Trader logo

Offsetting an X% Loss in Your Portfolio Requires a Greater than X% Gain

It's simple but sometimes confusing math

By Sudhir SahayPublished 2 months ago 5 min read
Offsetting an X% Loss in Your Portfolio Requires a Greater than X% Gain
Photo by Roman Mager on Unsplash

I recently wrote an article about how it is important to minimize losses in your portfolio and provided a few tools to limit the magnitude of those losses:

In today’s article, I want to show the simple math that underpins why this is important: it is because you need a larger than X% increase in your investment to make up for an X% loss. Even worse, the percentage gain you need to make to get back to even grows as the magnitude of the decline increases.

Here is a chart to illustrate that simple math. I’ve used a hypothetical $100 investment. Each row shows how much money you have left after a specified percentage loss, how much money to you need to earn to get back to even and then the percentage gain from your remaining money that it entails:

Source: chart developed by author

Hopefully, the two items I outlined above clearly pop out when you look at the chart:

  • Anytime you have a loss, you need a greater percentage gain to offset that loss. So, for example, if you lose 20% on your investment (the second row of data in the chart), you need a 25% gain to get back to even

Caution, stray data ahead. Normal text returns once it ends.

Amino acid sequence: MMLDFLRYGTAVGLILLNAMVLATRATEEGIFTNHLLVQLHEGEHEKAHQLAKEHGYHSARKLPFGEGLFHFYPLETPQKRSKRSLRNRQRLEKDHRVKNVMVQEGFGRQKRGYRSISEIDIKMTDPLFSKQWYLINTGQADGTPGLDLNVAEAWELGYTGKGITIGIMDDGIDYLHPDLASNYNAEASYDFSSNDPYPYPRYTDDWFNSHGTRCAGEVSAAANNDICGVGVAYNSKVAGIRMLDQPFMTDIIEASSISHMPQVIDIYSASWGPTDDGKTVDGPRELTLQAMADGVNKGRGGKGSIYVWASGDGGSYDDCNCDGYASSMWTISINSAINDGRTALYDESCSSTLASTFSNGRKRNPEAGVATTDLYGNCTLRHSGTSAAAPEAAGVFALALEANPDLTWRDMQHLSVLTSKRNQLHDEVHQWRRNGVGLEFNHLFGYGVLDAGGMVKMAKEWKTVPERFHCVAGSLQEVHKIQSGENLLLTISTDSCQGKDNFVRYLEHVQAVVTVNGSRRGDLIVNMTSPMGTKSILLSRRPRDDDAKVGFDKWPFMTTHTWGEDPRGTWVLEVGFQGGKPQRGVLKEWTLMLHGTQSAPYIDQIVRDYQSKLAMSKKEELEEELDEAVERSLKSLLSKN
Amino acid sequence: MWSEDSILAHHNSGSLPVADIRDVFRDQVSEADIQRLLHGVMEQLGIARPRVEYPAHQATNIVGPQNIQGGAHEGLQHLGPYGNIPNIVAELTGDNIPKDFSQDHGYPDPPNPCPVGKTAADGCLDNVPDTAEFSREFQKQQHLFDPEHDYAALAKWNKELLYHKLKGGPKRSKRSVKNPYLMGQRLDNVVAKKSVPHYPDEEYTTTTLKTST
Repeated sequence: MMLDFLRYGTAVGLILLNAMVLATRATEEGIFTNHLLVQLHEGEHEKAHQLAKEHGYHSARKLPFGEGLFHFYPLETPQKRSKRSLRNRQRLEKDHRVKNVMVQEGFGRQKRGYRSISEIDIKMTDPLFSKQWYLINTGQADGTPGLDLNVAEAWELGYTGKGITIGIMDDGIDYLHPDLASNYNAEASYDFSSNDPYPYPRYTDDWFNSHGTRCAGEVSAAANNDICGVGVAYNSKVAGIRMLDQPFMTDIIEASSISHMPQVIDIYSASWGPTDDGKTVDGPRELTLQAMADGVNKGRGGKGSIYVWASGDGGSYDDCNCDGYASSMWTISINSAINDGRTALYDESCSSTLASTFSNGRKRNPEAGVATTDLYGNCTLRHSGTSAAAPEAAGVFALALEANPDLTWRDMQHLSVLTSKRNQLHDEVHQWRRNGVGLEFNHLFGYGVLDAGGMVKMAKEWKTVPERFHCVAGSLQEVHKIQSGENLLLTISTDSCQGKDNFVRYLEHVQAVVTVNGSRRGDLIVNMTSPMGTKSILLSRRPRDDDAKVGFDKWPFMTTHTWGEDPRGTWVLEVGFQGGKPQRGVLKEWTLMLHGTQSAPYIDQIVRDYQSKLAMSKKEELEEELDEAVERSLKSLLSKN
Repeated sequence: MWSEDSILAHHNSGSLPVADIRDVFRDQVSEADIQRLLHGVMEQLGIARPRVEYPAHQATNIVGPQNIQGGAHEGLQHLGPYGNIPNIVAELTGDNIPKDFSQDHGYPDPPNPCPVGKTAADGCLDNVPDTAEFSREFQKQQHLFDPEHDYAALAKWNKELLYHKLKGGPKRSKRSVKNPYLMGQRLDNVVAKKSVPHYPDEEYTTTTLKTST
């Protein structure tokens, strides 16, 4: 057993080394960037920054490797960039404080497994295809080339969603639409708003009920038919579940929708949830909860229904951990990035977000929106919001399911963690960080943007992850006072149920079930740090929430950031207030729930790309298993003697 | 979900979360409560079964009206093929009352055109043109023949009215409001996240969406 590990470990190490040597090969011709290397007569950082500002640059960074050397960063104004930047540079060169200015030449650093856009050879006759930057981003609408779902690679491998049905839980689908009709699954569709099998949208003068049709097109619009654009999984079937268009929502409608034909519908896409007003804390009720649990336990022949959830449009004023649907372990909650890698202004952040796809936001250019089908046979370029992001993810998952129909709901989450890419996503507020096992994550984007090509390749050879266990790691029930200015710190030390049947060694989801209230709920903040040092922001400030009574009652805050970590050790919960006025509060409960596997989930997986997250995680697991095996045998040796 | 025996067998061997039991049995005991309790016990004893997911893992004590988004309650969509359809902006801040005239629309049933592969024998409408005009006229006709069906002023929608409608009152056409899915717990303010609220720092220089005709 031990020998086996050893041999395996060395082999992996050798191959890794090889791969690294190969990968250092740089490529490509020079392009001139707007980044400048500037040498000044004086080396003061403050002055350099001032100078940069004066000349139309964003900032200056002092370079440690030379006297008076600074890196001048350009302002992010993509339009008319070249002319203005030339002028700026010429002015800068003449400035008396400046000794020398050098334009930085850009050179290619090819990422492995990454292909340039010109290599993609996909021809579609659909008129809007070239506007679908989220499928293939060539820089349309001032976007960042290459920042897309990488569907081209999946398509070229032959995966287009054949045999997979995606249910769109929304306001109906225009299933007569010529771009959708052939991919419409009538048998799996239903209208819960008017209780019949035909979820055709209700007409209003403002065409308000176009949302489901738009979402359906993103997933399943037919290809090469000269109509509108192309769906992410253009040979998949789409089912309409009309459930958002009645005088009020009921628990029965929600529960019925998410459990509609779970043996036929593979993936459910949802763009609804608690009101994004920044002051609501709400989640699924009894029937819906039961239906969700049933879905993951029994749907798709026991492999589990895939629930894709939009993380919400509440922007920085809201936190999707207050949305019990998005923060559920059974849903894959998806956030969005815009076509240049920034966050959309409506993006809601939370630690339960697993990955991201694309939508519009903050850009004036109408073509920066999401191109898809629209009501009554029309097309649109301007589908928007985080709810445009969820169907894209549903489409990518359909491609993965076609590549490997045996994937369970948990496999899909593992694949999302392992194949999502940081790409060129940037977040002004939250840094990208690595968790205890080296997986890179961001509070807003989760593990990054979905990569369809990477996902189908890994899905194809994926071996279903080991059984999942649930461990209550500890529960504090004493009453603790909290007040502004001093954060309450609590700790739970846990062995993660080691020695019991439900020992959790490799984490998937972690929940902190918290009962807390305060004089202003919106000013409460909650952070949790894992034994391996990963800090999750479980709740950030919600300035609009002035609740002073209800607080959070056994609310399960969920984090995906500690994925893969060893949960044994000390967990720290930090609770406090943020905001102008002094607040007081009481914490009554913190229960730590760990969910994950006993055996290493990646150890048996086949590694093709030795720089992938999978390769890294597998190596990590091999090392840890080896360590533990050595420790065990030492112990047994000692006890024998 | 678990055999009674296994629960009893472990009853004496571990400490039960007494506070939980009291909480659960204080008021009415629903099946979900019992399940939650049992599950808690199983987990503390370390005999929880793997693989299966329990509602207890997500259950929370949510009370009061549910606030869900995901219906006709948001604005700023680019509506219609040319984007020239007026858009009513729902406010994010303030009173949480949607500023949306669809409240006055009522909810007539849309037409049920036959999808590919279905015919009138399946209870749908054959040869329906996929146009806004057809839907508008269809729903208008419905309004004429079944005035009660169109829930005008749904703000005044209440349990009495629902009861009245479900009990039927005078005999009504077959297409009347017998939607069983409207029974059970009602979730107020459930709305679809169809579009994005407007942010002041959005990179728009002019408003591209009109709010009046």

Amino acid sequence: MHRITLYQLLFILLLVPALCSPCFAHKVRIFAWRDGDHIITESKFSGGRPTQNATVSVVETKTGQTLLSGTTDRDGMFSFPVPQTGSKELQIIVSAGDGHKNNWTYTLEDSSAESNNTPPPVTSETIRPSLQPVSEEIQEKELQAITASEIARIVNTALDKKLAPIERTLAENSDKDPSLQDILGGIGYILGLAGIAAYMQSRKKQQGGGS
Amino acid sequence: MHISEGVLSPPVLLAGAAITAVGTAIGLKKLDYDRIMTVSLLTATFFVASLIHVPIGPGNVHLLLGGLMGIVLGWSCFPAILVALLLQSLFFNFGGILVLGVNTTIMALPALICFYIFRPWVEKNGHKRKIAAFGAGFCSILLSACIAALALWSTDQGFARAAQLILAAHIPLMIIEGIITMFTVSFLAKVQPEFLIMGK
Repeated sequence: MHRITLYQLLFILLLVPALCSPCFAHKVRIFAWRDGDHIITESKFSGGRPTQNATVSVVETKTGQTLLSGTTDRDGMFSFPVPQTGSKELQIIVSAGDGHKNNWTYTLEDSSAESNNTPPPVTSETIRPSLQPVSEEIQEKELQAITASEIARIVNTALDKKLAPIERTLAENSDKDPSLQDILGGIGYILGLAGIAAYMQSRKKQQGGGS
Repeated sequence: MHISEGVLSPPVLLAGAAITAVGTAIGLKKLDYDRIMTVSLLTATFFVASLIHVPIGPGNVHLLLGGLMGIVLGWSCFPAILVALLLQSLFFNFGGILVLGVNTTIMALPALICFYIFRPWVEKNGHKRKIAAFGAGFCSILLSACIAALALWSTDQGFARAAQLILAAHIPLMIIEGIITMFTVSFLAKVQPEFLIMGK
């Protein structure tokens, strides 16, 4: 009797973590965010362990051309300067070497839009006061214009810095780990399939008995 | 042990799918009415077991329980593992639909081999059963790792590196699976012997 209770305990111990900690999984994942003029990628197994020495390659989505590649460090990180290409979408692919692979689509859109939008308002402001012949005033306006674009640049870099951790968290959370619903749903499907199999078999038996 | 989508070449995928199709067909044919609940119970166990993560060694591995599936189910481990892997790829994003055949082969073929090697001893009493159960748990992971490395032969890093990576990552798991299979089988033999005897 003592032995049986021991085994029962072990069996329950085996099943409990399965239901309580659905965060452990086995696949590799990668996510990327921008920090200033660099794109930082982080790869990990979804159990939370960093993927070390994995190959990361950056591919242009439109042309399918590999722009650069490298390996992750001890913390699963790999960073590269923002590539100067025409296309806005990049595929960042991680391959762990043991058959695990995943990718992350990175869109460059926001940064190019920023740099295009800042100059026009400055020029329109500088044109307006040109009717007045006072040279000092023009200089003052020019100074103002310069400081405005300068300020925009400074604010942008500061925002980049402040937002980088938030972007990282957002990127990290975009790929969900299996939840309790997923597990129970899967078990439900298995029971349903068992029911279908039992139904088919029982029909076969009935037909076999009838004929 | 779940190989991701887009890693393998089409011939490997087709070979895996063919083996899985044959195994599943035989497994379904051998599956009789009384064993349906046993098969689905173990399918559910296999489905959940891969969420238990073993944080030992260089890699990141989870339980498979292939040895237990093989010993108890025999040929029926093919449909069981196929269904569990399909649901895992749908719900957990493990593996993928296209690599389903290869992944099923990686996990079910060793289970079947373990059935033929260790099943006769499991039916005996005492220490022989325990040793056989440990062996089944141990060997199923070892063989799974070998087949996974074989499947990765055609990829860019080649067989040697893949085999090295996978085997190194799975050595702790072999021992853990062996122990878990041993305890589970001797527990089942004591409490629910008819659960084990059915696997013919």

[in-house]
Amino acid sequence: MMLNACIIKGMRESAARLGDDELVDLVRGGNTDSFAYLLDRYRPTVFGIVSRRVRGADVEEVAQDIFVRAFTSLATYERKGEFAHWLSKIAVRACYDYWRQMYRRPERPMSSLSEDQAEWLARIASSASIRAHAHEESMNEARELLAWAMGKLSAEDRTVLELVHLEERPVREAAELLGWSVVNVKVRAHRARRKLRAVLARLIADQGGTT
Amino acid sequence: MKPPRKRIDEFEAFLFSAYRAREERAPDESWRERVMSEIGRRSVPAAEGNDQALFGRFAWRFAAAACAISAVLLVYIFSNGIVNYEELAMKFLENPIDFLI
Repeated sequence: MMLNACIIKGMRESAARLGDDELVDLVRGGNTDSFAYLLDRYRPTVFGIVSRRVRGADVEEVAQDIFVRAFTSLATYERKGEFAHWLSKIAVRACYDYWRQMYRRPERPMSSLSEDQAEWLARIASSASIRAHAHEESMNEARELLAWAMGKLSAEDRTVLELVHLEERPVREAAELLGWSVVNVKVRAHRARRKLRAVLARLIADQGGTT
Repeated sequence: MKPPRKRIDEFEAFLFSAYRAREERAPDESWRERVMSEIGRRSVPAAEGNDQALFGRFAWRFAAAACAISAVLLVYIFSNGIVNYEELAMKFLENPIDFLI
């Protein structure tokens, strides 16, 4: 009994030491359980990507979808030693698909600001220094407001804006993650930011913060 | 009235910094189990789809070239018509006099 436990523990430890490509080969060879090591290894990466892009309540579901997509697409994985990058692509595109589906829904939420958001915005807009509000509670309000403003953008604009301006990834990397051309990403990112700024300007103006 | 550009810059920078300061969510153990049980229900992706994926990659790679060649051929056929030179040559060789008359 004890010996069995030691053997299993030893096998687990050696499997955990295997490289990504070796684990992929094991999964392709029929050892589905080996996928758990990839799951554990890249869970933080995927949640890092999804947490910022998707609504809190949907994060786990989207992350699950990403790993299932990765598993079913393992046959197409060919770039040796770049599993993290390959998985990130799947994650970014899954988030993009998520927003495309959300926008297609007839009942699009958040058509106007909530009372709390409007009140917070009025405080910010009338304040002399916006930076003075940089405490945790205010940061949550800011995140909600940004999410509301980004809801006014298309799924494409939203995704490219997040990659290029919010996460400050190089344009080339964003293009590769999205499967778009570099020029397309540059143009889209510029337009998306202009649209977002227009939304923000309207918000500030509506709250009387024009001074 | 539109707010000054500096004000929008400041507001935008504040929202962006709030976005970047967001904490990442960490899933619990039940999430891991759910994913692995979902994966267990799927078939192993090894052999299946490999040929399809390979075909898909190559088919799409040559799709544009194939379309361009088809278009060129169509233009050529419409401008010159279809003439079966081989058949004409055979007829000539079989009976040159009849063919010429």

• As the magnitude of losses increases, there is an accelerating growth in percentage gains to get back to even. It takes a 100% gain to get back to even from a 50% loss. If that loss grows by 10% to 60%, you need a 150% increase to get back to even. The difference between the percentage loss and percentage gain needed to get back to even increases as the loss increases

Why does this matter?

It’s important to keep an eye on all of your investments. As human beings, we have a natural tendency to focus on those investments where we are earning money and mentally mute those where we are losing. Even more, when we do look at those where we are losing, we have a deep down belief that the investment will come back to break even.

As the chart above shows, its gets harder and harder on a percentage basis to come back to even as losses increase. Because of this, the ability to find a way to differentiate between investments which are declining within the bounds of investments’ normal variability vs. those which are at the beginning of a more serious decline can make a serious difference in the overall return of your portfolio.

So what can I do?

In an ideal world, you’re already using the tools I outlined in my previous article. Those help you keep investments which are going through normal variability while cutting your losses short once the investment goes down by a larger than acceptable percentage.

Even if you are using the tools, it is worth your time to look at investments which have decreased in value, but not yet to the level where those tools automatically sell the investment — as you periodically review your portfolio, you should look deeper at the investments which have decreased in value beyond a lower threshold. I use a 10–15% decrease as a rule of thumb to identify investments which might be going past normal amounts of variability. Once I’ve identified those, I relook at the initial thesis that drove me to invest in that asset.